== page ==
http://www.esterbauer.com/rtb_uebersicht.html
    They are all in German, but I speak German and Malkin is learning...
    We bought the "In and Around Munich" book from amazon.com and are finding it both informative and delightful!

    There is also a German version of the bike forums:

    http://radreise-forum.de

    Again, it's mostly in German, but many/most of the folks there also speak English. It took me about a week to get registered (mostly waiting for their response), but it appears to be a pretty helpful place.

    Prost!

  11. #11
    Join Date
    Apr 2008
    Posts
    3,213
    Quote Originally Posted by brewer View Post
    ... Malkin is learning...
    Such an optimist, that Brewer!

    I'm doing Rosetta Stone.

    When they say:" Der mann isst ein ei" I giggle because it sounds like: The man is an egg.
    Each day is a gift, that's why it is called the present.

  12. #12
    Join Date
    Apr 2008
    Posts
    3,213
    We have air reservations. We are on for mid-April in and around Munich.
    Each day is a gift, that's why it is called the present.

  13. #13
    Join Date
    Nov 2007
    Location
    Western Canada-prairies, mountain & ocean
    Posts
    6,982
    Which areas/towns do you hope to visit in the Munich region?

    I haven't attempted to learn any German. Guess my partner's German didn't get passed over to me ..even though we've been together for over 17 yrs.

    So I was lazy and relied on dearie. He can read very basic German and speak /understand German (better than I can speak/understand my Chinese). Though the German bike maps that he got were very helpful (gives more options and details), it was occasionally still necessary to ask any local when we would cycle into the smaller German towns to know which street, turn, etc. Some of the Germans he encountered did speak English, not all.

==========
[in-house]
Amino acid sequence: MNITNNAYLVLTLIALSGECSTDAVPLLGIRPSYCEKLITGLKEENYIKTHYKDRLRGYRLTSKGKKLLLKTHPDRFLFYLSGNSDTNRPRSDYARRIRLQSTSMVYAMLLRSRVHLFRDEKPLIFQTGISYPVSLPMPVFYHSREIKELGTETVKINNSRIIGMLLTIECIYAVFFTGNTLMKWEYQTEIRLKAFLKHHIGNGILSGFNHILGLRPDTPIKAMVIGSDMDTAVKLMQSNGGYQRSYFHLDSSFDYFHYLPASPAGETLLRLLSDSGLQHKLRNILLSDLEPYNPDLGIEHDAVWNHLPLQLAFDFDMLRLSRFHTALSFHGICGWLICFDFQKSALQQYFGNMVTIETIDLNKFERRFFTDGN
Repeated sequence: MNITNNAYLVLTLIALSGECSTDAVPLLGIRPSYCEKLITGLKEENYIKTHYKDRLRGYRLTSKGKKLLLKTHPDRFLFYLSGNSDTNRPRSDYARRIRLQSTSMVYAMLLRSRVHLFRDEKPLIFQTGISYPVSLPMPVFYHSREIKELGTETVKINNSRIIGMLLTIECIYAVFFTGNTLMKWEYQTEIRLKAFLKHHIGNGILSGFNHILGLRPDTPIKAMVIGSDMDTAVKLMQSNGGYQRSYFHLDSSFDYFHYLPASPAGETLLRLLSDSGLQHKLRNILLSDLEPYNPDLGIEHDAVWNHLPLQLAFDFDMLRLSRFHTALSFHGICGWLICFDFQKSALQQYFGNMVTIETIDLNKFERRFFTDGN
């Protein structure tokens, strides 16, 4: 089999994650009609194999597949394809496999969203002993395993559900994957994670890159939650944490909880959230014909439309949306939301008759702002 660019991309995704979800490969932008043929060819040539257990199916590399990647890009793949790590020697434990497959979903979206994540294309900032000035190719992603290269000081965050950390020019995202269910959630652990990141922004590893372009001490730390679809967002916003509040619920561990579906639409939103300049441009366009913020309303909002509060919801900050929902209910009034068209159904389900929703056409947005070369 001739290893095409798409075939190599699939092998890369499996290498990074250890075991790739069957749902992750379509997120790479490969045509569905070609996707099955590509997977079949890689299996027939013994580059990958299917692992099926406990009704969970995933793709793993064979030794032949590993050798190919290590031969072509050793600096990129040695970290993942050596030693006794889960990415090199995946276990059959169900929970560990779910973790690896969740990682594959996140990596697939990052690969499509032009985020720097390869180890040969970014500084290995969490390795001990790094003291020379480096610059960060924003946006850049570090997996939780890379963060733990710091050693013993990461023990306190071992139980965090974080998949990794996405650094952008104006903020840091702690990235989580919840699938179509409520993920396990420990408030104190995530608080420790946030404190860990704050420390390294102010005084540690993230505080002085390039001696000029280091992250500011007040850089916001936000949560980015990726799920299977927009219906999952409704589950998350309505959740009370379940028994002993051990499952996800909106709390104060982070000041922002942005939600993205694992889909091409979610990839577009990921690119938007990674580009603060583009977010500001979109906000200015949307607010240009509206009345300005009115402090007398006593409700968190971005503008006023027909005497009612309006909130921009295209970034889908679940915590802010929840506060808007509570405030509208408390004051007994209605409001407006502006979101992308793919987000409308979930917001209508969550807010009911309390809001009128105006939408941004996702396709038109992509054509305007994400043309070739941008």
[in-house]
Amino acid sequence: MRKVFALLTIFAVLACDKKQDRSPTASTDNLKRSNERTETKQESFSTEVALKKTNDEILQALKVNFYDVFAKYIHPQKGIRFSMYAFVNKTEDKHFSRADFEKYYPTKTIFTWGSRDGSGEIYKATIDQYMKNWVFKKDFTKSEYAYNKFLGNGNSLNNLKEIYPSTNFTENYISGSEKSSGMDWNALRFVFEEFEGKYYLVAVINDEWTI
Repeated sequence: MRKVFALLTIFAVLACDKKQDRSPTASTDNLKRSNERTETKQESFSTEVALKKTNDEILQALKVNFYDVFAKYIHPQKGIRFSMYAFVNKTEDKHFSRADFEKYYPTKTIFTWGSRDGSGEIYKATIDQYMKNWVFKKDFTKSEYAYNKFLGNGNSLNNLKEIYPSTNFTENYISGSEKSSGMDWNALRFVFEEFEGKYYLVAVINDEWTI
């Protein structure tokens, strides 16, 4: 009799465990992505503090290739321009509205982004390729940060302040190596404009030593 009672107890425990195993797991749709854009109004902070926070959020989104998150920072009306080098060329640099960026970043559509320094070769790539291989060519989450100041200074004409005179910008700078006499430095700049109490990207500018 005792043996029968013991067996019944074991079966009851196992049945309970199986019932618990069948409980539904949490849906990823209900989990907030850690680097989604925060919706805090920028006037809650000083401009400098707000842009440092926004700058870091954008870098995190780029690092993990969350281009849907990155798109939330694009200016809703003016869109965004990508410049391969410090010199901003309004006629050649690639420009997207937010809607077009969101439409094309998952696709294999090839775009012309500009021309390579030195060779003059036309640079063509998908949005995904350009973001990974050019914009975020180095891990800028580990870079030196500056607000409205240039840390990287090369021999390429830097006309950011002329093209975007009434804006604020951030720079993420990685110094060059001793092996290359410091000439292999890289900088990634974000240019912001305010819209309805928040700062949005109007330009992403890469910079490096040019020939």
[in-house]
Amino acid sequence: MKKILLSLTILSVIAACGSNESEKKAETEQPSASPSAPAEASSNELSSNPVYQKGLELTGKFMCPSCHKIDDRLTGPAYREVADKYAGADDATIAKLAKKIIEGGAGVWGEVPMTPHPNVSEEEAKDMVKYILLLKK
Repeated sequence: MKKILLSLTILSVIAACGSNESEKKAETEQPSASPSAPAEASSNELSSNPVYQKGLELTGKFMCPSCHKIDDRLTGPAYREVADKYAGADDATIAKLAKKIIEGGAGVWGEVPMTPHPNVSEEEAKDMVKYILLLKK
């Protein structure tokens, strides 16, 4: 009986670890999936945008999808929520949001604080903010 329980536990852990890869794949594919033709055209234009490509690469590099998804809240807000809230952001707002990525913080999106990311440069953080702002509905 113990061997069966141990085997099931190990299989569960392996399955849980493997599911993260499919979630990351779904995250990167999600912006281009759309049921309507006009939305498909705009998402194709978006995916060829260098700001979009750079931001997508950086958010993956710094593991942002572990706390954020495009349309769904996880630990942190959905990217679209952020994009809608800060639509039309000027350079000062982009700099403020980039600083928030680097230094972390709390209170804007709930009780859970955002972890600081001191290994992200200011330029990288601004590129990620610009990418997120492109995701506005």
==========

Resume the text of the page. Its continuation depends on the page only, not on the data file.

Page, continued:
Surprisingly he used German in Strasbourg, France (when French wasn't getting either of us far), Prague and Copenhagen occasionally for latter 2 cities. He always gave a choice of language for the speakers in terms of the their comfort level.

    In terms of the food (and knowing difference between kuchen and torte), I didn't realize how much I had absorbed from dearie and his family (food, as well as knowledge) about southern German cuisine until I went there. I was as particular as he was, in terms of quality.

    I also underestimated what I absorbed from working for a German company for a few years and having German employees (straight from Germany) working in my dept. how much I had learned: many German lakes are overfished, very little large wildlife left (no wonder why they love Canadian/US wilderness), many young Germans now learn English (it is mandatory up to a certain grade level, like French is for Canadian children), there is an annual tax to own a car (at least in several southern German municipalities), etc.

    So no, I don't know German language (except I can distinguish German sounding tongue from Czech, Russian, Polish, etc.), but had some 'cultural' feel for Germany already by the time I got there.
    Last edited by shootingstar; 08-11-2010 at 07:29 AM.
    My Personal blog on cycling & other favourite passions.
    遙知馬力日久見人心 Over a long distance, you learn about the strength of your horse; over a long period of time, you get to know whatís in a personís heart.

  14. #14
    Join Date
    Apr 2008
    Posts
    3,213
    There's a tax to own a dog!

    We generally under-plan and play quite by ear.
    Now that we have a flight and lodging reserved, we're practically ready to go.

    Brewer is quite proficient in German, I obviously am not, but I'm game, and the other day, when we saw a guy reaching over his head with pruning shears, I could proudly declare: Er braucht eine leiter! which made Brewer laugh.
    Each day is a gift, that's why it is called the present.